Simmons graduated in May 2019, and they committed to a long-distance relationship for Simpson's final year at Clemson. He still stayed close to Simmons' family, though. Her younger sister, Chasity, and younger brother, C.J. — who in high school changed his football number to No. 74, the same as Simpson — both Clemson students, were frequent guests in his room. 

One mid-December evening, Simmons' father, Cephus, got a "signal from God" while in bed. 

"He showed me Aliyah and John. And he said, 'The big question is coming. Are you ready?'" Cephus, a radiologist and researcher at MUSC, said.

He kept the signal to himself. Simmons was living at home, often falling asleep on the phone with Simpson, and working as a pharmacy technician.

In the fall she'll start at MUSC's College of Medicine, and she hopes to work in women's health. She's passionate about closing the racial healthcare gap, which she noted has been illuminated amid the coronavirus pandemic.

"Even though my parents have great health insurance, sometimes a trip to the OB/GYN is like $300," Simmons said. "A lot of people don't have accessibility to the correct type of healthcare, and also, it's just expensive. I would love to open a women's health clinic."

Simpson has dedicated his life to helping his family. He was raised in the Dorchester-Waylyn neighborhood, and in high school he got a job at Halls Chophouse in downtown Charleston to help his mother, Keyonna Snipe, pay the bills.  

When NFL Senior Vice President of Football Operations Dave Gardi called Simpson's name, his loved ones jumped from their seats, cheering, wrapping their arms around him.

He sat in stunned silence, eyes tearing, his gaze fixed on the television. He later signed his rookie contract for $3.4 million, with a $796,781 signing bonus. 

"He was just in awe," Simmons said.

The rest of the day was a party. In between calls with the Raiders and media interviews, Simpson played basketball and hung out with his loved ones, capping the night with drinks in the AirBnB alongside Simmons and some of their friends and cousins.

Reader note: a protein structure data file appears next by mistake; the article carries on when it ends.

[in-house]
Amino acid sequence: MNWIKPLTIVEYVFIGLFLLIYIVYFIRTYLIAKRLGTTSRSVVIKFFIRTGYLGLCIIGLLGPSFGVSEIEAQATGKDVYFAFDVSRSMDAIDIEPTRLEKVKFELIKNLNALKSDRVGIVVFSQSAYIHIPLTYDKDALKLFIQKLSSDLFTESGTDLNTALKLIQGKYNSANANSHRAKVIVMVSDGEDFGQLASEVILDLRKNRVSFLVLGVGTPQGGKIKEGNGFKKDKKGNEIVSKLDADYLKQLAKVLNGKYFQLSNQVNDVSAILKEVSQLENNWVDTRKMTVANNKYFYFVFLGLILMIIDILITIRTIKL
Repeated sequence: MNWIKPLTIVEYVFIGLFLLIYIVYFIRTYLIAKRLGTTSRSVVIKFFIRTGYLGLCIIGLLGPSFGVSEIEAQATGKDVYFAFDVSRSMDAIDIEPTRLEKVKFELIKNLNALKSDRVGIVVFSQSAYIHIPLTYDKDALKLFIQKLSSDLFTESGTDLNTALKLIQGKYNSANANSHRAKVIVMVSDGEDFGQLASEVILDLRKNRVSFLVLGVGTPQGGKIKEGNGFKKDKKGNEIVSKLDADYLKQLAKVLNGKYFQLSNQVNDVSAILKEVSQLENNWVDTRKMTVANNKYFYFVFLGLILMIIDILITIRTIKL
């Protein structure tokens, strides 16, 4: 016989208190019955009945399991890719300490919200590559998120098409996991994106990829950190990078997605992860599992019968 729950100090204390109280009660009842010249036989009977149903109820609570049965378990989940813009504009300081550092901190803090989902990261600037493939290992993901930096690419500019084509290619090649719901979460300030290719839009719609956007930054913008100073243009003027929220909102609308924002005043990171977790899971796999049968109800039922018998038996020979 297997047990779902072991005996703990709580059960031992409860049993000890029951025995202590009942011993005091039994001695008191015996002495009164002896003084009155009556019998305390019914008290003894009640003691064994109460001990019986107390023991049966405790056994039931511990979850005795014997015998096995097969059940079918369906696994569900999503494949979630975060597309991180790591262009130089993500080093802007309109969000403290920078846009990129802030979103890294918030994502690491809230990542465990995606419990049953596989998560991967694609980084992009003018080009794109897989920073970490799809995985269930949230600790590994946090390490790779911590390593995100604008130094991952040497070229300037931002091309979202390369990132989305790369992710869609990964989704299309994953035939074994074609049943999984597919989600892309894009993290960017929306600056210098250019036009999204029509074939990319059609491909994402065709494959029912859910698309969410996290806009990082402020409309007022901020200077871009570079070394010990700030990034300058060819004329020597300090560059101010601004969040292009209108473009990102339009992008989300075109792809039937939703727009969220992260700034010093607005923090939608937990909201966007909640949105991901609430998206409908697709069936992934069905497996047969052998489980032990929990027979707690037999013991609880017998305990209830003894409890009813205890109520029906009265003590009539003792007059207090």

He awoke the next morning anxious, insisting Simmons paint her nails for the photoshoot. They had already planned to dress a bit different from the rest — everyone else agreed to wear blue jeans and white shirts, with Simpson donning a special blue blazer and Simmons a white dress. But Simmons didn't understand her boyfriend's preoccupation with her nails.

"I was ready to get it over with, because I can't really keep a secret," Simpson said.  

Alas, she quickly applied some pink press-on nails and off they went. The shoot was scheduled for 4 p.m. at the Battery in Charleston — a favorite ending spot for the couple's seven-mile bike rides. The sun was shining, with hardly a cloud in the sky.

Snipe was tasked with bringing the ring, but deep into her drive to the park she realized she had forgotten it. She turned the car around. She'd be late. Simpson was annoyed — his mom is always late.

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Simpson wanted Simmons to have her nails done for the photo shoot. He didn't say why. Valerie & Ed Photography.

"I was like, 'It's OK. Your mom's coming. This is nothing new,'" Simmons said.

Eventually Snipe arrived and the photo shoot began. At one point the group encouraged the couple to pose for some photos together by the water. As one photographer urged Simmons to turn to her side, the ring was slipped to Simpson.

Simpson was on one knee when she turned back around. He couldn't get the whole question out. "Will you ..." he started, before laughter again got the best of him.

This time Simmons didn't laugh back. She cried, shook her head 'yes' and let Simpson slip the engagement ring on her finger.

There was another round of photos to be taken. Good thing she did her nails.

Follow Joshua Needelman on Twitter at @joshneedelman.